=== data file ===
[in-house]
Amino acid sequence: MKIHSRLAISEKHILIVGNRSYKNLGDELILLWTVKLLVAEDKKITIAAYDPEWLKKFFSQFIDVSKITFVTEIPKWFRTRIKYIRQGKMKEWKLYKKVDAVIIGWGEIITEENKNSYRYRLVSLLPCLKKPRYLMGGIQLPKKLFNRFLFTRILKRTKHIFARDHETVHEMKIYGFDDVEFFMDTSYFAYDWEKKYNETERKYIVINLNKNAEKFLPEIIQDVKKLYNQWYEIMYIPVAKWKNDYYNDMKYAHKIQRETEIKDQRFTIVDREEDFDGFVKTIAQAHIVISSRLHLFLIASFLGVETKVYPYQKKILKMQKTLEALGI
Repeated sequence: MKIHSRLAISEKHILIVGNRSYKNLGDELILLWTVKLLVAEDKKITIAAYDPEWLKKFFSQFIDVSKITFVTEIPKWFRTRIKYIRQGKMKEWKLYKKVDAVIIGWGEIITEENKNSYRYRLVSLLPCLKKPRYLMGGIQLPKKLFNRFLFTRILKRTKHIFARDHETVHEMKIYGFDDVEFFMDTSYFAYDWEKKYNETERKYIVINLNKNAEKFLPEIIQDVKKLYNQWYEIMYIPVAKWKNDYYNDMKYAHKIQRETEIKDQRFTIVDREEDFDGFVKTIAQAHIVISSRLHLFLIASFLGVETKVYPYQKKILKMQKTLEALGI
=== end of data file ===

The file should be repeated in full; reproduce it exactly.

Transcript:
[in-house]
Amino acid sequence: MKIHSRLAISEKHILIVGNRSYKNLGDELILLWTVKLLVAEDKKITIAAYDPEWLKKFFSQFIDVSKITFVTEIPKWFRTRIKYIRQGKMKEWKLYKKVDAVIIGWGEIITEENKNSYRYRLVSLLPCLKKPRYLMGGIQLPKKLFNRFLFTRILKRTKHIFARDHETVHEMKIYGFDDVEFFMDTSYFAYDWEKKYNETERKYIVINLNKNAEKFLPEIIQDVKKLYNQWYEIMYIPVAKWKNDYYNDMKYAHKIQRETEIKDQRFTIVDREEDFDGFVKTIAQAHIVISSRLHLFLIASFLGVETKVYPYQKKILKMQKTLEALGI
Repeated sequence: MKIHSRLAISEKHILIVGNRSYKNLGDELILLWTVKLLVAEDKKITIAAYDPEWLKKFFSQFIDVSKITFVTEIPKWFRTRIKYIRQGKMKEWKLYKKVDAVIIGWGEIITEENKNSYRYRLVSLLPCLKKPRYLMGGIQLPKKLFNRFLFTRILKRTKHIFARDHETVHEMKIYGFDDVEFFMDTSYFAYDWEKKYNETERKYIVINLNKNAEKFLPEIIQDVKKLYNQWYEIMYIPVAKWKNDYYNDMKYAHKIQRETEIKDQRFTIVDREEDFDGFVKTIAQAHIVISSRLHLFLIASFLGVETKVYPYQKKILKMQKTLEALGI